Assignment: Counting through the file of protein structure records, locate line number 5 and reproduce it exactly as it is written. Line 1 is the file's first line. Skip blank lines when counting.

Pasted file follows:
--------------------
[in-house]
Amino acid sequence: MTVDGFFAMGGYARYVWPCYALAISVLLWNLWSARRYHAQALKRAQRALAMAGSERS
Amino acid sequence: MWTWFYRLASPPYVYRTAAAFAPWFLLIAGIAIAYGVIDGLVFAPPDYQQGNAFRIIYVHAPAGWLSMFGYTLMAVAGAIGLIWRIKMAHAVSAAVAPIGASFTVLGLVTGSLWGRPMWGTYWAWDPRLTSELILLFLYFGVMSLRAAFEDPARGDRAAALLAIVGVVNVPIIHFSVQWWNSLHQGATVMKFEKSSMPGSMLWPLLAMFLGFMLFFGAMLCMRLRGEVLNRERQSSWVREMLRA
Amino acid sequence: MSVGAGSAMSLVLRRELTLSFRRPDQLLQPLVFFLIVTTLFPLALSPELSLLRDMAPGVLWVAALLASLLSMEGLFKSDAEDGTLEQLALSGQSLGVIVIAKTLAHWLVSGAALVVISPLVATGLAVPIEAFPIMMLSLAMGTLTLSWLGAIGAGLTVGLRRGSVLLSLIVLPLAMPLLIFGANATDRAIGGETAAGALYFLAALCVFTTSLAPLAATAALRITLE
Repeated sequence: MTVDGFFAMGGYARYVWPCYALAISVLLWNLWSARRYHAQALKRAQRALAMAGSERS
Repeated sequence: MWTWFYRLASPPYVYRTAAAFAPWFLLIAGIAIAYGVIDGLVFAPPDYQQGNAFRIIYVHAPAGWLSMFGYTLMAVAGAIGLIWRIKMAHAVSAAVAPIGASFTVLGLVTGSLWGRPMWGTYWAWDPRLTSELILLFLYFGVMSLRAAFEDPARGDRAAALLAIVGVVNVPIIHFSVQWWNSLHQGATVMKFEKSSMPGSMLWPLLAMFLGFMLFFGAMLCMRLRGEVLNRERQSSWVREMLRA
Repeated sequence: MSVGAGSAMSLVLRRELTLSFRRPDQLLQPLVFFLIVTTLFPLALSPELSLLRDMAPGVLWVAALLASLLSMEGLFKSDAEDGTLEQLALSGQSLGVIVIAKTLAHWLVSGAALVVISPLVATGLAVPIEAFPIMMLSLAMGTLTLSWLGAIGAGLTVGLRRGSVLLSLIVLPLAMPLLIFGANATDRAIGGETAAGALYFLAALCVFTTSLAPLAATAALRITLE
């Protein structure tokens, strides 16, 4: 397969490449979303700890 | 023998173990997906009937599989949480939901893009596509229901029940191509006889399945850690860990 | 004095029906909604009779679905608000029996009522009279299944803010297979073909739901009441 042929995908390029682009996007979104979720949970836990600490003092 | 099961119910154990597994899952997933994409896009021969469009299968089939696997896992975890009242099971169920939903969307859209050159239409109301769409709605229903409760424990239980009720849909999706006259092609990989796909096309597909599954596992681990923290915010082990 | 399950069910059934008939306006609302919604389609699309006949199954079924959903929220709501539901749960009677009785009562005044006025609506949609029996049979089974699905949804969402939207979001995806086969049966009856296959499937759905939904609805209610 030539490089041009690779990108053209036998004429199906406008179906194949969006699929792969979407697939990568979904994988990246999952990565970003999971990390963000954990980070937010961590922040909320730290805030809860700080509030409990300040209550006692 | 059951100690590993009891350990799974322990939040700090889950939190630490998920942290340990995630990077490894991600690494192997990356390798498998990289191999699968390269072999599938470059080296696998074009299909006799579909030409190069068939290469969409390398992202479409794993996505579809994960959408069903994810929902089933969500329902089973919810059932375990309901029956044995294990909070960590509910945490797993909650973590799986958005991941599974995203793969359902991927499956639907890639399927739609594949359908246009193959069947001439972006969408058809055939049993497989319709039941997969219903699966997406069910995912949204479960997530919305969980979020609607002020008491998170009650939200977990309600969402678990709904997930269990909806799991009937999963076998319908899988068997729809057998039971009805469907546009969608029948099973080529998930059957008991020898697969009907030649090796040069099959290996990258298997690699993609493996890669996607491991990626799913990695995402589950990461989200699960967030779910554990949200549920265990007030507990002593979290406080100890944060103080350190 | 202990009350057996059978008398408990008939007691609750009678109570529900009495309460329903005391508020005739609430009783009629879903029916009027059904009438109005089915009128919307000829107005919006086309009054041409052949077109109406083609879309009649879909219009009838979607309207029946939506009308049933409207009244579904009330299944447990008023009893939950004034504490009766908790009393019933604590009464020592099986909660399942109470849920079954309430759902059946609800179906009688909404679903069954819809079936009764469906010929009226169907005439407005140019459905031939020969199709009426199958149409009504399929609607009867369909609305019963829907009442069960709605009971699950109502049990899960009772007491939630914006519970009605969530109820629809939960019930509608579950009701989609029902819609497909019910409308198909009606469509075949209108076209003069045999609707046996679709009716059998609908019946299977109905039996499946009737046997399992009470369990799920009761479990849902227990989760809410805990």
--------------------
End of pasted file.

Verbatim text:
Repeated sequence: MTVDGFFAMGGYARYVWPCYALAISVLLWNLWSARRYHAQALKRAQRALAMAGSERS